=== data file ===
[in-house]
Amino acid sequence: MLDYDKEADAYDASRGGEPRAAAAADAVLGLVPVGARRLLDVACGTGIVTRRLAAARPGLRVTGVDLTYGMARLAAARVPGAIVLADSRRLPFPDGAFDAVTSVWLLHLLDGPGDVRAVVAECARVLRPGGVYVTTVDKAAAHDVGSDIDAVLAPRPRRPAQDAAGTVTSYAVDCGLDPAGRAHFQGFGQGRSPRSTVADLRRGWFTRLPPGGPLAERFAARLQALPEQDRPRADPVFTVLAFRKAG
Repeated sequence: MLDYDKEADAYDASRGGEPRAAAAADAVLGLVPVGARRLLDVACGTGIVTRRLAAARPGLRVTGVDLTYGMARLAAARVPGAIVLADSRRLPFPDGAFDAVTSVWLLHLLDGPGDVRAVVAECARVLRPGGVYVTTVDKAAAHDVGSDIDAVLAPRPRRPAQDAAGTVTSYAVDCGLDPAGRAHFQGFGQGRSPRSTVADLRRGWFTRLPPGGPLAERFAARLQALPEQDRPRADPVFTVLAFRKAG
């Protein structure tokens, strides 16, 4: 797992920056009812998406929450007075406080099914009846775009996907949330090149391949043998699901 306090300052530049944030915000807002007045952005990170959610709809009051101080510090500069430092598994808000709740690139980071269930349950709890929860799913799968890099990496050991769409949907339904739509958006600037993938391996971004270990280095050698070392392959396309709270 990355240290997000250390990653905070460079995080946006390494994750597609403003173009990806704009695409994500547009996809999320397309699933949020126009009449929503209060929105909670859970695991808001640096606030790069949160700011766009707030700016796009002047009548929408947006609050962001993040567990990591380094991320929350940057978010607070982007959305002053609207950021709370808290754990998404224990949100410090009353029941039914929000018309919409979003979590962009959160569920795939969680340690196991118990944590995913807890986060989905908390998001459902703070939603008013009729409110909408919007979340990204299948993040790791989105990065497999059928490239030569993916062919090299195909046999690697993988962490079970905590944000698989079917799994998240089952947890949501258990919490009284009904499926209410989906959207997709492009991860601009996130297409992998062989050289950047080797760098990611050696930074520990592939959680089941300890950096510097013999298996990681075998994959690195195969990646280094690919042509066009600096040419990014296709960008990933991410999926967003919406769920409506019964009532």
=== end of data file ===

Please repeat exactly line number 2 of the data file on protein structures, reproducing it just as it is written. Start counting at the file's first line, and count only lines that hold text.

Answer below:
Amino acid sequence: MLDYDKEADAYDASRGGEPRAAAAADAVLGLVPVGARRLLDVACGTGIVTRRLAAARPGLRVTGVDLTYGMARLAAARVPGAIVLADSRRLPFPDGAFDAVTSVWLLHLLDGPGDVRAVVAECARVLRPGGVYVTTVDKAAAHDVGSDIDAVLAPRPRRPAQDAAGTVTSYAVDCGLDPAGRAHFQGFGQGRSPRSTVADLRRGWFTRLPPGGPLAERFAARLQALPEQDRPRADPVFTVLAFRKAG